","id":"03DuzCmmvLFQVuHkI3mLZe","images":[{"height":640,"url":"https://i.scdn.co/image/38c050a5d55928821234f255dde325a52a20a7b2","width":640},{"height":300,"url":"https://i.scdn.co/image/5c9b5ad5a89c378f0510b700e0a5cb71e53251b5","width":300},{"height":64,"url":"https://i.scdn.co/image/f37d9b2e0933fdde959d5c60ffb05dc205312d95","width":64}],"is_externally_hosted":false,"is_paywall_content":false,"is_playable":true,"language":"en-US","languages":["en-US"],"name":"Extinction rebellion action in Canada: measured success","release_date":"2019-10-11","release_date_precision":"day","type":"episode","uri":"spotify:episode:03DuzCmmvLFQVuHkI3mLZe"},{"audio_preview_url":"https://p.scdn.co/mp3-preview/0c7769e1f8f1a56f0bb0dd8efcb3b26746f40e35","content_type":"PODCAST_EPISODE","description":"Canadian researchers are testing a new technology that could be widely used for early detection of Alzheimer’s disease which causes problems with memory, thinking and behaviour. Current tests involve PET scans or spinal taps. But a new technology has been developed involving a simple eye exam that could be done during routine eye checkups.  “The hyper spectral camera...is able to measure how light is reflected from the back of the eye--the retina,” says Dr. Sharon Cohen, medical director of the Toronto Memory Program. “The pattern of reflection translates into whether we have a signature of Alzheimer’s disease or not. It’s an ingenious biotechnology…(that would make) diagnosis pain free, inexpensive, accessible and scalable to the global population.” Incidence of Alzheimer's increasing worldwide There are over half a million Canadians living with Alzheimer’s now and that increases by 25,000 every year, notes Cohen. Globally, 50 million people have this form of dementia and there are expected to be 150 million by the year 2050. The scan of the eye can detect signs of amyloid, a toxic protein characteristic of Alzheimer’s disease. (Cole Burston/RetiSpec) Early diagnosis helps research, helps people While there are no cures for Alzheimer’s, Cohen says it is still vital to have an easy way to diagnose it. “Most cases are either undiagnosed or diagnosed late at the point of crises when families are struggling to cope. So, putting a label on what’s wrong with somebody is not trivial. It allows people to get care, to get information and to join clinical trials that will move forward the treatments of the future. “It also helps research. If we properly identify and identify early who has or is developing the disease then we’re much more likely to hasten the treatment breakthroughs that we so badly need.” Researchers at the Toronto Memory Program are doing validation studies now comparing the results they get with a retinal scan of patients who have had a PET scan or examination of spinal fluid. If the results are the same, they hope to commercialize the eye scanning technique and have it available within one year. Dr. Sharon Cohen explains how the RetiSpec technology works and why it is so important. (Stephanie Cohen)EN_Interview_2-20191008-WIE20","duration_ms":325146,"explicit":false,"external_urls":{"spotify":"https://open.spotify.com/episode/3NCxAsFyiXT6zasOQ5W3hd"},"href":"https://api.spotify.com/v1/episodes/3NCxAsFyiXT6zasOQ5W3hd","html_description":"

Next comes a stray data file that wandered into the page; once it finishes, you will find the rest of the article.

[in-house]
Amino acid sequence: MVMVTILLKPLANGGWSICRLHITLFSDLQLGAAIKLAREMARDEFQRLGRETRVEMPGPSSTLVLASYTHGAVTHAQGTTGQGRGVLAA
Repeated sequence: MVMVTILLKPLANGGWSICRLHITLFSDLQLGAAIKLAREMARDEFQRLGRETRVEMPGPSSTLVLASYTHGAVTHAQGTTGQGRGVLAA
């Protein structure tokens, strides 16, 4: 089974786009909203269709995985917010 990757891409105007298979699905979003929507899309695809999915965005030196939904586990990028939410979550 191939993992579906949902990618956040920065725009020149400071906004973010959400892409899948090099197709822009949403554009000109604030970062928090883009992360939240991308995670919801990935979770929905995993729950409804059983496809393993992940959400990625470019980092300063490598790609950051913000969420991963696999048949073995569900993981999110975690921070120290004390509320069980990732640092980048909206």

Canadian researchers are testing a new technology that could be widely used for early detection of Alzheimer’s disease which causes problems with memory, thinking and behaviour. Current tests involve PET scans or spinal taps. But a new technology has been developed involving a simple eye exam that could be done during routine eye checkups.